Room to grow

City planners say residential neighborhoods were never intended to absorb a lot of the projected growth. By 2024, Seattle is supposed to find room for 47,000 new households under growth targets set by the state.

Currently, with existing zoning, the city could accommodate almost 150,000 new households, said Tom Hauger, comprehensive-plan manager for the Department of Planning and Development.

Many of Seattle’s urban centers have met their 2024 growth targets, including Downtown, Pike/Pine and Ballard.

Among urban villages, 23rd Avenue between Union and Jackson streets, Columbia City and Green Lake also have surpassed their growth targets for 2024, largely through the addition of apartment buildings and mixed-use developments that include both retail and residential units.

“We have over 50 years’ growth capacity across the city,” Hauger said.

Roger Valdez, a density and transit advocate, objects to the way growth is apportioned under the Growth Management Act. With density, he said, come urban amenities that attract people to the city in the first place: transit, stores and restaurants, a variety of housing.

“Growth targets turn growth into something like toxic waste that is ‘taken,’ as if it were a bad thing. Instead of neighborhoods saying, ‘We don’t want density,’ they should say, ‘We’re going to triple it, and it’s going to be awesome,’ ” Valdez said.

Valdez was recently hired by Duffus and other homebuilders to represent their interests before city leaders. The new organization, Smart Growth Seattle, supports new rules for small-lot development to make it predictable and in scale with existing neighborhoods.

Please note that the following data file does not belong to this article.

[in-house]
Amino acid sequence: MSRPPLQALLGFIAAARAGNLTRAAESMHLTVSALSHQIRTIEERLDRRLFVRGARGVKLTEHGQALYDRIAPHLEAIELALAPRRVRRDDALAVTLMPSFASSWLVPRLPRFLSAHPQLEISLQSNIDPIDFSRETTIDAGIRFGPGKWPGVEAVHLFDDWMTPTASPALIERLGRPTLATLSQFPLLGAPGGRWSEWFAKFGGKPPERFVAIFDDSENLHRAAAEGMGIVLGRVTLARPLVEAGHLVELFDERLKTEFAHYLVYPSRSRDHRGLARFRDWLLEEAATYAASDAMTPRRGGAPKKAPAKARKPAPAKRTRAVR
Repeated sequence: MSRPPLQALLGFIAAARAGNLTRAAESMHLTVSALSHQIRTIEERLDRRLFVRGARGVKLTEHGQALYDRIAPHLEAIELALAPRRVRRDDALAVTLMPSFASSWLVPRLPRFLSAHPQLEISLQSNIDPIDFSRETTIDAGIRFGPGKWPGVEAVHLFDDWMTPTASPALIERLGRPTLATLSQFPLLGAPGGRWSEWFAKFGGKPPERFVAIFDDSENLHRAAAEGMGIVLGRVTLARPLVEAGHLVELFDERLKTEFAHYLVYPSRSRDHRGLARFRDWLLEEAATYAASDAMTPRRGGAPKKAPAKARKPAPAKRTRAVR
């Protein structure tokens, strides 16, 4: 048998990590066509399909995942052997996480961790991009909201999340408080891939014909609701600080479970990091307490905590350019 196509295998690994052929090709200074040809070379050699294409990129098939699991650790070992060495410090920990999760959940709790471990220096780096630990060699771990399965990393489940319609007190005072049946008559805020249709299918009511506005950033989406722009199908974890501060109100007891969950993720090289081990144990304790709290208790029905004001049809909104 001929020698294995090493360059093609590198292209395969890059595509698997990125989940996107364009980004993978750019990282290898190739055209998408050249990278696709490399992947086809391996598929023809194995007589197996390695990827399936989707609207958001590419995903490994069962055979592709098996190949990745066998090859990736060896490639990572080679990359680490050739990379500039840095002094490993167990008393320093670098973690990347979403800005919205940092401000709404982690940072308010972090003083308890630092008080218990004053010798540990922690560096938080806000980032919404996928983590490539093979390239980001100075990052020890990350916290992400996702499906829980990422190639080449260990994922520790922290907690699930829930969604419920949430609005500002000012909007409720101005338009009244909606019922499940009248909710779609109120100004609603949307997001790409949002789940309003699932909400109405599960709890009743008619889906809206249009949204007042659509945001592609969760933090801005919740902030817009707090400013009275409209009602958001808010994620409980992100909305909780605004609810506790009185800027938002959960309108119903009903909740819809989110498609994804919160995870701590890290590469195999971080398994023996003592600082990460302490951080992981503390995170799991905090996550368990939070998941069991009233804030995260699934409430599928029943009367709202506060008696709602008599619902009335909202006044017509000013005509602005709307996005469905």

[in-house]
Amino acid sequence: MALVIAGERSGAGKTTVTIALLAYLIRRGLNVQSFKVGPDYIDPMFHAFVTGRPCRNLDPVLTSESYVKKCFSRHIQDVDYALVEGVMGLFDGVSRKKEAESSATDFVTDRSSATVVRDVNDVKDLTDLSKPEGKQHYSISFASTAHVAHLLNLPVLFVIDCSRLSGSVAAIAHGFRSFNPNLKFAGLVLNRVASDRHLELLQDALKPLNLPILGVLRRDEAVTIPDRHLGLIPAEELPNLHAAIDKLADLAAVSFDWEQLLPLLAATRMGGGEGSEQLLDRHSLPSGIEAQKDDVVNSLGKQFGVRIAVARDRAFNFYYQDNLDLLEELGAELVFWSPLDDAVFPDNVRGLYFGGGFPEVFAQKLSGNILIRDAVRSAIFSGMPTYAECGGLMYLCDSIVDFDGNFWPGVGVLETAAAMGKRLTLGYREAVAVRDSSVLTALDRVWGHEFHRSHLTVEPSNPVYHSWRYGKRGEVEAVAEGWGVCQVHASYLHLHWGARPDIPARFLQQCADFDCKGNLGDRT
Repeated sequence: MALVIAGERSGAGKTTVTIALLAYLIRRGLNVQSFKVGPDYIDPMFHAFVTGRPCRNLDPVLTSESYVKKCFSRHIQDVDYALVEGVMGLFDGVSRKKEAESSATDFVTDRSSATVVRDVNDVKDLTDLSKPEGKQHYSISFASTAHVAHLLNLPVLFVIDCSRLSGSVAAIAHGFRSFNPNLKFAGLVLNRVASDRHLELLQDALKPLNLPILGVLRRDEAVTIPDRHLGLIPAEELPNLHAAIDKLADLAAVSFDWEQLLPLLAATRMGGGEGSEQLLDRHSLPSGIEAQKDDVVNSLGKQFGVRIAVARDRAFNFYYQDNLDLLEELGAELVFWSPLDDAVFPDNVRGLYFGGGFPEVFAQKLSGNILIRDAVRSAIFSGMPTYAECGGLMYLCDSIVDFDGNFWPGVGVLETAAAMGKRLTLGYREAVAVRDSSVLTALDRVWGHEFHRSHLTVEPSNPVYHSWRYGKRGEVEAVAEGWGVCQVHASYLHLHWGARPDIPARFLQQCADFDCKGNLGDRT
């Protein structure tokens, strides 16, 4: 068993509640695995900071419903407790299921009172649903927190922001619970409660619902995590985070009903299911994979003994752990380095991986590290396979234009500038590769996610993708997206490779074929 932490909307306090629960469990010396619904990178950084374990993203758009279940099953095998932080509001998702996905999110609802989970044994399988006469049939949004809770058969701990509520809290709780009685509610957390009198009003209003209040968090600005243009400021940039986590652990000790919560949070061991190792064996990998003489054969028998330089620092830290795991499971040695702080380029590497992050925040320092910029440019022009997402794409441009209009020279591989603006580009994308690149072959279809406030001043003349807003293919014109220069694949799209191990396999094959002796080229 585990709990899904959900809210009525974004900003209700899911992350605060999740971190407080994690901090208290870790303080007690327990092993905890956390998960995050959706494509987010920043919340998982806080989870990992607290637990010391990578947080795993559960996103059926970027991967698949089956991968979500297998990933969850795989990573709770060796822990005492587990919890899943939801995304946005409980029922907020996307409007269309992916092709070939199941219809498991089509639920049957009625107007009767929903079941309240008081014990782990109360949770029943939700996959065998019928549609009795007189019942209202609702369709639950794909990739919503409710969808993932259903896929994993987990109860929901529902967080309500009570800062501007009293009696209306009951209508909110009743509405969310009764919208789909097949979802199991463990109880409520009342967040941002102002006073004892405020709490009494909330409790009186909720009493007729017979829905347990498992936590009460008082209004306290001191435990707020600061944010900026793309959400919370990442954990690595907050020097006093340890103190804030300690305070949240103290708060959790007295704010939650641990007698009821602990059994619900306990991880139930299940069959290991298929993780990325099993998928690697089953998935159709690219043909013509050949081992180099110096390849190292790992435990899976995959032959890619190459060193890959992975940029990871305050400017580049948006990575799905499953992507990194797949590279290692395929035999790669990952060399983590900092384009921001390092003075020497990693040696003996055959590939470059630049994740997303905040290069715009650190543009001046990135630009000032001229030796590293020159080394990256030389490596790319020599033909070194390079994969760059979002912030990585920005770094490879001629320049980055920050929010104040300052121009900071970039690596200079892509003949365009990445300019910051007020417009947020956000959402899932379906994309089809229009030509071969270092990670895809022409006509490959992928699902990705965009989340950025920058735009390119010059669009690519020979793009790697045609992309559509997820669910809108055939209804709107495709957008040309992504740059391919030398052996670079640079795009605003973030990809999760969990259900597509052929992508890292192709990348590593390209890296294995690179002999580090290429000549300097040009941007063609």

Blanket rezone?

But neighborhood activists are wary. One of the group’s proposals, to allow development of any piece of land that is 80 percent of the average lot size on a block, including backyards or side yards, would amount to a citywide rezone of residential neighborhoods, said Peter Krause, a member of a group fighting small-lot development, One Home Per Lot.

City Councilmember Richard Conlin, chair of the Planning, Land Use and Sustainability Committee, said infill development in single-family neighborhoods “provides more opportunities for people who want to live in the city.”

Requiring some height and scale proportion with the existing neighborhood might allow for new homes while also protecting neighborhood character, he said.

A stakeholder group that formed after the moratorium was adopted is currently advising the Planning Department on new rules for small-lot development. The City Council likely will take those up in March.

Benchview residents say they’d like the new guidelines to include a notice provision for substandard lot development so neighbors’ first warning isn’t a bulldozer.

“We have a plan to add density in the city. That’s the urban village,” said neighbor Dick Miller. “Why are they out hunting for lots in the neighborhood? It’s like a shark attack.”

Lynn Thompson: or 206-464-8305. On Twitter:@lthompsontimes